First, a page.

I worked with a guy many years ago who was extremely talented. He worked at some of the best and some of the biggest agencies and almost never failed to do pretty good work.
By the time I knew him, he was high up at an agency. So high up that he stopped doing what made him good in the first place.
He stopped putting pen to paper, or finger to keyboard, or nose to grindstone.
He once said to me, "I don't want to have to crack it any more."
I get a lot of Linked In requests and notes every day, every month. This is conjecture, and maybe a soupcon of egoism, but I think I get many of them because I'm pushing 60 and still doing the best work of my career--and plenty of it.
My guess is people think I have some sort of special sauce, some other-worldly good luck, or something I can help them get, too.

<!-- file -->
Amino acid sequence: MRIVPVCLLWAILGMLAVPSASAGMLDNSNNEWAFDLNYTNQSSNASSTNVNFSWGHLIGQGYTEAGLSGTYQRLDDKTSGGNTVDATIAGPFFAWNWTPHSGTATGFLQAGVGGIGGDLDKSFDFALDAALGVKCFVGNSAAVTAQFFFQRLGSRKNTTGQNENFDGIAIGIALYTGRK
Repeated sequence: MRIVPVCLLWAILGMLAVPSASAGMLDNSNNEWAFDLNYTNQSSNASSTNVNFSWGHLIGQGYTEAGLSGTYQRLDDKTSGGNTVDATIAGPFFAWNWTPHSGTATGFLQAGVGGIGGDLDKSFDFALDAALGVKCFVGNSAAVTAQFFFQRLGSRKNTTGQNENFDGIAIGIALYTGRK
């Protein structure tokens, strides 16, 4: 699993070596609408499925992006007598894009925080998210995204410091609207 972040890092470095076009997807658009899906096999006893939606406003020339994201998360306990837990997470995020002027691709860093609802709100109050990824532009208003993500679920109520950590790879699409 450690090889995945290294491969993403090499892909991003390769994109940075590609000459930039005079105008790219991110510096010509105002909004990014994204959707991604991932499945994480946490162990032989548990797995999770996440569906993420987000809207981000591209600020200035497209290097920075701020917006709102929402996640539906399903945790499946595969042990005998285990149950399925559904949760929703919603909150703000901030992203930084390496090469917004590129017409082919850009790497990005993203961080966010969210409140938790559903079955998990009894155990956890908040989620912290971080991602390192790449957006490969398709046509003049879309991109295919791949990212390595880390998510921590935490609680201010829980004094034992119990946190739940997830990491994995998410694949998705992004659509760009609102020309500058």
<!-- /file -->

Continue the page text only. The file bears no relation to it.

If I do, I'd have to say it's this: I don't want to give up cracking it. To me, it's where the pleasure (and the pleasurable pain) of the business resides.
I guess to reduce this to its most limbic, it's where the fear lives. The fear of failing. The fear of having lost it. The fear of putting yourself out there. The fear of younger, thinner models beating you out. The fear, in short, of being old.
My two cents is you have to face this fear--hit it head on with your best work, with your best self. Not some days. Every day.
Hemingway's Old Man said, "A man can be destroyed but not defeated."
I think the same might be true about careers.